Director:
James Massey
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Physical Address:
Agricultural Building
2736 NC Highway 210
Smithfield, NC 27577
 
Mailing Address:
2736 NC Highway 210
Smithfield, NC 27577
 
Phone: 919-934-7156 ext: 3
Fax: 919-989-5659
Coastal Wetlands Issues

Erosion

Erosion poses a problem for shore lands by removing soils and sediment that support plant and animal life.  Erosion can strip away important sediment layers and change the habitat's ability to support life.  Extreme erosion can create stream flows that drain coastal wetland areas.

Dredging and Coastal Wetland Loss

Dredging, filling, and draining of wetlands has destroyed hundreds of thousands of acres of coastal habitat.  Also, dredged materials from navigation channels are often deposited alongside streams in wetland areas.  For many years, it was thought good land practice to improve wetland "wastelands" by filling them in or draining them for mosquito control.

Wetlands are now protected by Section 404 of  The Clean Water Act.  Under this law, the discharge of dredged or fill materials into the waters of the U.S. requires a permit from the Army Corps of Engineers.  This has prevented the loss of may wetlands, however, wetland loss and degradation continue to be a significant environmental concern.

Red Tide

Red tide is a natural phenomenon brought on by too many nutrients in the water which can cause uncontrolled growth of microscopic organism or type of plankton called a dinoflagellate.  These organisms can multiply to the point where the water actually looks red.  The organisms contaminate shellfish, making them unsafe for human consumption.  Red tide can also cause fish kills and damage vegetation.

Non-point Source Pollution In Bays

Non-point source pollution is a problem for bays as well as any other waterway, but here its consequences can be more severe.  Since bays are typically shallow, non-point source sediment pollution can quickly fill and clog waterways and wetland areas.  Sediment can also cause temperature changes that can reduce oxygen levels and kill marine life.

Nutrient pollution from farmlands can also create havoc in bays.  Algal blooms from nonpoint source pollution can have similar effects of reducing oxygen levels and killing existing life.  And toxic pollution can quickly settle into shallow bay waters and infiltrate productive fishing and spawning beds, killing or contaminating fish and plant life.

Development Of Coastal Areas

Coastal development has been and continues to be a major threat to wetlands.  Coastal property has high real estate value, and developers find it difficult to preserve wetland areas when faced with profit potential from private wetland areas.  And even if wetlands aren't destroyed during development, the additional pollution from development can disrupt the delicate environmental balance of wetlands, changing habitats forever.  The nation's largest estuary, Chesapeake Bay, suffers many environmental problems as a result of extensive development within its watershed.

 

10 Reasons Wetlands Are Important

  1. Fish, wildlife and plant habitats:  Wetlands are critical to the survival of a wide variety of organisms.  For many, wetlands are the only places they can live.  For others, wetlands provide important food, water, or cover.
  2. Critical habitats for endangered species:  A number of rare and endangered species depend on wetlands for survival.  The destruction of wetlands endangers these species even more.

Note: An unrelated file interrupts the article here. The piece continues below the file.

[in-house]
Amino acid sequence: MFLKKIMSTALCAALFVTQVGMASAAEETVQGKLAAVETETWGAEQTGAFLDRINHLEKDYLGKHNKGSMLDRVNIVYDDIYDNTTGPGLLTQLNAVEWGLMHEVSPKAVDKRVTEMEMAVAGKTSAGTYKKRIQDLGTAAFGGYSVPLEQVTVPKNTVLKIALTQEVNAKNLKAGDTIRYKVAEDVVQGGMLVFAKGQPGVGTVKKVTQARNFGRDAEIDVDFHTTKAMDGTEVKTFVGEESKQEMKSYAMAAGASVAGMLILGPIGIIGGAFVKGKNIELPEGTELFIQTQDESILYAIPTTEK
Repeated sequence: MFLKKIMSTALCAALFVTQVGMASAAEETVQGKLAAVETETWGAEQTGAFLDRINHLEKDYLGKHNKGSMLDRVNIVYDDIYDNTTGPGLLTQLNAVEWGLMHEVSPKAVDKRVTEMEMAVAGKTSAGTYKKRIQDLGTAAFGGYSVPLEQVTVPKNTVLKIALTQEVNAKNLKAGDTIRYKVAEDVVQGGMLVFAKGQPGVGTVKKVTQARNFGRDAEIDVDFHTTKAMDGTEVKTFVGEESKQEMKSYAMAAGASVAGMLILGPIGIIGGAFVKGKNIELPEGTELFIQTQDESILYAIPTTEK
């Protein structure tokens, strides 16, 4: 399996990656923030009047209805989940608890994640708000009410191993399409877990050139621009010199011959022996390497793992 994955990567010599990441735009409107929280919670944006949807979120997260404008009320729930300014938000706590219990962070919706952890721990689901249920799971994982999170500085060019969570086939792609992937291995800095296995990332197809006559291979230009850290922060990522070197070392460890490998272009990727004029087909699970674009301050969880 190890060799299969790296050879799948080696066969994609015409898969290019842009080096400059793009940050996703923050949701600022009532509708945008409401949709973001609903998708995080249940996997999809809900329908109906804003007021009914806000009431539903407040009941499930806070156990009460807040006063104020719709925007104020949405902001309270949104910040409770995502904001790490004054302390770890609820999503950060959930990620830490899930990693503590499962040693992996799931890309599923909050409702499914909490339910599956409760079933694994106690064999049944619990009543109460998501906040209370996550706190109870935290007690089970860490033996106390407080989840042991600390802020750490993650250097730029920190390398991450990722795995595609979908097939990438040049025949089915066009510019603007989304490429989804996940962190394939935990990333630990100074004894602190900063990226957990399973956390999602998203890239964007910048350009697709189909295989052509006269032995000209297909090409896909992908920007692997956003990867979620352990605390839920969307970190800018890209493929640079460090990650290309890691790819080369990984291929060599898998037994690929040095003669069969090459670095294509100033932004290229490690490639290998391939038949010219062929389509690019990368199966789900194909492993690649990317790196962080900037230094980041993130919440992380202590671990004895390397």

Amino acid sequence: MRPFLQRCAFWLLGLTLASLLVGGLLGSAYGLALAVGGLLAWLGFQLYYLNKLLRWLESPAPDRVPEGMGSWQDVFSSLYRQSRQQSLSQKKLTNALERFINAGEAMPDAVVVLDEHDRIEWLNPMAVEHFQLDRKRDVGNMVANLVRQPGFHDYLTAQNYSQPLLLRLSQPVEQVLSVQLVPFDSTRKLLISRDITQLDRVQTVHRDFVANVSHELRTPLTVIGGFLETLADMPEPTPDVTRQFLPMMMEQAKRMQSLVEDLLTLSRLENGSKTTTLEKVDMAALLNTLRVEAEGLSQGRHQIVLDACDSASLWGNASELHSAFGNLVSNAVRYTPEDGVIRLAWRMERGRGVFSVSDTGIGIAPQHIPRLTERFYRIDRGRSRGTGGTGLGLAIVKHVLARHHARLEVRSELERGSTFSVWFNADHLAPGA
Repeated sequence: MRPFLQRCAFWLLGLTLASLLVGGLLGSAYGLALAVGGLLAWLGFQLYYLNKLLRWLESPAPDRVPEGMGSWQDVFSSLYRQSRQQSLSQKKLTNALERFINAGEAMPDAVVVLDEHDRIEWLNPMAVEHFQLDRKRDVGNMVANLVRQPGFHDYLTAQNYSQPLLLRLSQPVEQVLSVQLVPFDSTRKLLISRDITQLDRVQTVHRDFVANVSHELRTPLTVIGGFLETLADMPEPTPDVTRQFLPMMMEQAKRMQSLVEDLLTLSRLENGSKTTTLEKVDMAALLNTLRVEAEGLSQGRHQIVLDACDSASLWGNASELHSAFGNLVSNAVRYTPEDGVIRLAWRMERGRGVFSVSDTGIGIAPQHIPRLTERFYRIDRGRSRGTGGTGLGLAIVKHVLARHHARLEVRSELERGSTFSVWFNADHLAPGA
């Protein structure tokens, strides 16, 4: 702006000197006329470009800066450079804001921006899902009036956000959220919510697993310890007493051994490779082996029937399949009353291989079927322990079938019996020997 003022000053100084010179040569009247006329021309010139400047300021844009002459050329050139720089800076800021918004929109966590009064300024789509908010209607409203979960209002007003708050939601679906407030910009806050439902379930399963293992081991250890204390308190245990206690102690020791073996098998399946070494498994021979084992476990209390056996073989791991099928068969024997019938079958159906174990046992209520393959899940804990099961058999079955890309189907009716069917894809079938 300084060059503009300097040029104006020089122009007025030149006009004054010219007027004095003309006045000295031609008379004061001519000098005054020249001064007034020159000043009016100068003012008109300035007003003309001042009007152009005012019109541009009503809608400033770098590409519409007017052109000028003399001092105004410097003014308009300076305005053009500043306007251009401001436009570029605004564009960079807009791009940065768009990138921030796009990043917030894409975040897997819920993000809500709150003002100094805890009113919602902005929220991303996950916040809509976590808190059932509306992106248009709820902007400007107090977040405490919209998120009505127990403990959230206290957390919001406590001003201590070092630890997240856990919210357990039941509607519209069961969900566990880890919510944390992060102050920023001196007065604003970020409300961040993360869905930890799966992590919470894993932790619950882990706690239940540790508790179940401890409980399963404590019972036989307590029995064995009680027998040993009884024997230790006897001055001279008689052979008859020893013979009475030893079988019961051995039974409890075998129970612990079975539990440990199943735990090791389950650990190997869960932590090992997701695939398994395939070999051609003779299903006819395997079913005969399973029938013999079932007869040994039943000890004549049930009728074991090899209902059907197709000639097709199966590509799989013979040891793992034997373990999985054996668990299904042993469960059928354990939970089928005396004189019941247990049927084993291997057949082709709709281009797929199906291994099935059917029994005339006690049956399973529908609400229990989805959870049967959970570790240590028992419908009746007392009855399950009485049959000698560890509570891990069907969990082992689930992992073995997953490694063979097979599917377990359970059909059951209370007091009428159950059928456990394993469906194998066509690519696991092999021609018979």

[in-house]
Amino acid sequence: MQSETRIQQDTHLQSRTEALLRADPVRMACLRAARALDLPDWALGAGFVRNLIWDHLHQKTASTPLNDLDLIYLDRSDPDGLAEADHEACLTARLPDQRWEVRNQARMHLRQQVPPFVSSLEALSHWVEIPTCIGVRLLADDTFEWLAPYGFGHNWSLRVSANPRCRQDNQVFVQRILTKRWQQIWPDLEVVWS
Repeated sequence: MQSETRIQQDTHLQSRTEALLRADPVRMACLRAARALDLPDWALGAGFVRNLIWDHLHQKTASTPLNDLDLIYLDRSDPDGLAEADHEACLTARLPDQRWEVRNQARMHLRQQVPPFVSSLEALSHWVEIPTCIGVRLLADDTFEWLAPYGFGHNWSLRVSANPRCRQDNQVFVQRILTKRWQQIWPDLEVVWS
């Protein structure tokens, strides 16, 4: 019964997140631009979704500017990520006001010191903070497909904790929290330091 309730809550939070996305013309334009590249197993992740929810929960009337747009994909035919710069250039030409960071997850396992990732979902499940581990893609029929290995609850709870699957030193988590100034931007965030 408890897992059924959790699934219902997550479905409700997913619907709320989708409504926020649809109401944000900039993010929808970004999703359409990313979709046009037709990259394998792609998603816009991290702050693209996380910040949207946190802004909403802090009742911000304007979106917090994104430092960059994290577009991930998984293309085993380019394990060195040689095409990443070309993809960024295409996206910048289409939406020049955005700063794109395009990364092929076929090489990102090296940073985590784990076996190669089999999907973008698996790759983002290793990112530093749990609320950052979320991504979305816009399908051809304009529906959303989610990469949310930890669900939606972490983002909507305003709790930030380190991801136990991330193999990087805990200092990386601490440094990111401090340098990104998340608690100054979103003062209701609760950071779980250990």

3. Flood control and protection:  Some wetlands store either flood waters or water that collects in isolated depressions.  Trees and other wetland plants can help to slow the speed of flood waters.  These functions help protect nearby property from flood damage.
  4. Water quality improvement: Wetlands are good water filters.  They can filter surface water runoff before it reaches an open body of water and help filter nutrients, waste, and sediment from flood waters. 
  5. Shoreline erosion control: Wetlands located between rivers and high ground can help to buffer shorelines against erosion.  Wetland plants strengthen the sediment by binding soil with their roots;  they also dampen wave action.  Some states are recommending the planting of wildlife vegetation to control shoreline erosion in coastal areas.
  6. Reduction of flood damage: Wetlands serve as buffers between the winds and waves of storms and the areas beyond.  Property located behind wetlands along the seashore on large lakes often fares much better during storms than those that are not located behind wetlands.
  7. Groundwater recharge: Water sits in wetlands and is slowly released into the ground.  The released water is filtered as it works its way down through the wetland, thereby improving the quality and quantity of the water which eventually reaches and replenishes our groundwater supplies.
  8. Natural products:  Wetlands produce a wealth of natural products, including timber, fish and shellfish, wildlife, blueberries, cranberries, and wild rice.
  9. Recreation and aesthetics:  Wetlands provide many opportunities for recreational activities, such as hunting, boating, and fishing.  Many artists and photographers seek to capture the beauty of wetlands and wetland plants and animals each year.
  10. Education and research:  Although much more is known about the functions of wetlands today than in the past, researchers are still studying them to determine all the benefits and values they bring to people and the environment.

(Information provided by : Soil and Water Conservation)